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Official Gazette

Monday, September 26, 2022

Law on Mutual Legal Assistance under scrutiny

Updated: 17:29’ - 01/10/2014

The Law on Mutual Legal Assistance would be revised to improve its effectiveness, pending the development of separate laws regulating different aspects of mutual legal assistance in the future.

This is the conclusion of a conference held in Hanoi on September 30 by the Ministry of Justice to evaluate the implementation of the Law on Mutual Legal Assistance.

Vietnam - Australia sign the Agreement on Mutual Assistance in Criminal Matters __ Photo: VNA

Enacted in 2008, the law was the country’s first-ever law providing for mutual legal assistance. After six years of implementation, the law has created a legal foundation for mutual legal assistance in the four
fields of civil law, criminal law, extradition and transfer of convicts.

The law is also regarded as an important step in Vietnam’s international cooperation efforts in the justice sector, serving as a ground for the country’s conclusion of and accession to numerous mutual, regional and international legal agreements and treaties.

From January 2008 to the end of June 2014, the Ministry of Justice received 14,842 judicial entrustment requests from Vietnamese agencies to deal with legal matters in other countries, of which 5,193 had been replied. Out of the replies, 540 came from countries which have signed mutual legal assistance agreements with Vietnam. Statistics show that replies from countries with agreements with Vietnam accounted for 39 percent, while replies from nations without bilateral agreements accounted for 34.5 percent.

The ministry also accepted a total of 2,876 judicial entrustment requests from other countries, including 1,229 from countries with mutual legal assistance agreements. Half of the received requests have been processed so far.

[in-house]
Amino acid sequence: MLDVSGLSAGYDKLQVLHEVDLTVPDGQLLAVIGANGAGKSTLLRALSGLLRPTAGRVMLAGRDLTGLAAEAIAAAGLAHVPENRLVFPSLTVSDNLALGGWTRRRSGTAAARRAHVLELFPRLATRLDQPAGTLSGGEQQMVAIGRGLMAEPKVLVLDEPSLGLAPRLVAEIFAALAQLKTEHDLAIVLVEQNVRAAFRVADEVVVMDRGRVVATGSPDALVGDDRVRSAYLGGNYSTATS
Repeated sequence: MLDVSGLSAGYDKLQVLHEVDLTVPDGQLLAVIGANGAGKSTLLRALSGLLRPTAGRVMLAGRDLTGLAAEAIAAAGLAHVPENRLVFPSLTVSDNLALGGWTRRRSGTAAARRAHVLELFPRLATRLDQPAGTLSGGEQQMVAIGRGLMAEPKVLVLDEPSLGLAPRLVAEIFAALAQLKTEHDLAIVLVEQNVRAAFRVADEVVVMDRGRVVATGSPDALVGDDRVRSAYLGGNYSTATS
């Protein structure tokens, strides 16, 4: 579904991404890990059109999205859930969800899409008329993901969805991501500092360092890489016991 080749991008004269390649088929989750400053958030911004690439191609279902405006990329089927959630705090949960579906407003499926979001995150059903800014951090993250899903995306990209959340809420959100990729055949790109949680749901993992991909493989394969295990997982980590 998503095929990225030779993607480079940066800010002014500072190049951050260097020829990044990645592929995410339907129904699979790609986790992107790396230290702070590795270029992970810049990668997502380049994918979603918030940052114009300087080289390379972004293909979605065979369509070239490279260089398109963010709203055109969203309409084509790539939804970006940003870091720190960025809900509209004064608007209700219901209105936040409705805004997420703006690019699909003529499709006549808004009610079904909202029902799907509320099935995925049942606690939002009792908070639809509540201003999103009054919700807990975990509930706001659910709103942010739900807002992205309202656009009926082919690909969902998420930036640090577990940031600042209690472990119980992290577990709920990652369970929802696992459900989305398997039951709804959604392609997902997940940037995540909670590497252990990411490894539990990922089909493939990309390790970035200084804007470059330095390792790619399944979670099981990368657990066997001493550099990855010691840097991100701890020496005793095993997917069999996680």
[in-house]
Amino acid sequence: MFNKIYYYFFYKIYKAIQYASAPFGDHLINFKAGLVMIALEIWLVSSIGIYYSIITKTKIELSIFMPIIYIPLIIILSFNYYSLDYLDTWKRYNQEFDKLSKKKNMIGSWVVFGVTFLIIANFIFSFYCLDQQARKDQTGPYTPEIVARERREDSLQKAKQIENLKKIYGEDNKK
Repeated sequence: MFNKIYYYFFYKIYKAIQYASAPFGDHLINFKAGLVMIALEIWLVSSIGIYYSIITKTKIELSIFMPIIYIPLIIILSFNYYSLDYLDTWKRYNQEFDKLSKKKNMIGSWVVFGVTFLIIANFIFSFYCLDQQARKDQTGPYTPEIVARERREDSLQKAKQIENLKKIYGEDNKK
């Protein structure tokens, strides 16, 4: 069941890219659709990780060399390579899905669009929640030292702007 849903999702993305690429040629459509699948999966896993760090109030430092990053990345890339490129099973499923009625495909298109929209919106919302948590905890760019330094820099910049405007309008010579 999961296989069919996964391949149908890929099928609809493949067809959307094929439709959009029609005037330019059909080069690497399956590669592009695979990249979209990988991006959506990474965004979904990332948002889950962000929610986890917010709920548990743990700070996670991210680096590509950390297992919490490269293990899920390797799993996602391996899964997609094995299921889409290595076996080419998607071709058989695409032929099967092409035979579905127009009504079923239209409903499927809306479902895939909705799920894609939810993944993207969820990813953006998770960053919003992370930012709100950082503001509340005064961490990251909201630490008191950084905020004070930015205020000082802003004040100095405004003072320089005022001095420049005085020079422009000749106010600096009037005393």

According to Deputy Justice Minister Nguyen Khanh Ngoc, the low level of responses to legal entrustment requests to foreign countries can be attributed to the lack of consistency between litigation regulations, especially civil proceedings, and the law on mutual legal assistance.

“The Civil Procedure Code still lacks legal guidance regarding cases related to foreigners,” Ngoc said. He also proposed the Government to allow courts to make direct requests to Vietnamese’ overseas representative missions, thus simplifying legal procedures and enhancing cooperation among relevant authorities. 

Governmental-level hotlines should be set up between Vietnam and countries that signed mutual judicial assistance agreements with Vietnam, to facilitate the exchange of information.

Conference participants also suggested the development of separate laws to regulate different aspects in mutual legal assistance in the long run. However, in the near future, the Law on Mutual Legal Assistance should be revised toward clearly determining its governing scope as well as mutual legal assistance-related matters governed by procedure laws, thus ensuring its conformity with Vietnam’s international commitments, meeting the demands for crime prevention and control, and better settling civil cases involving foreign elements.- 

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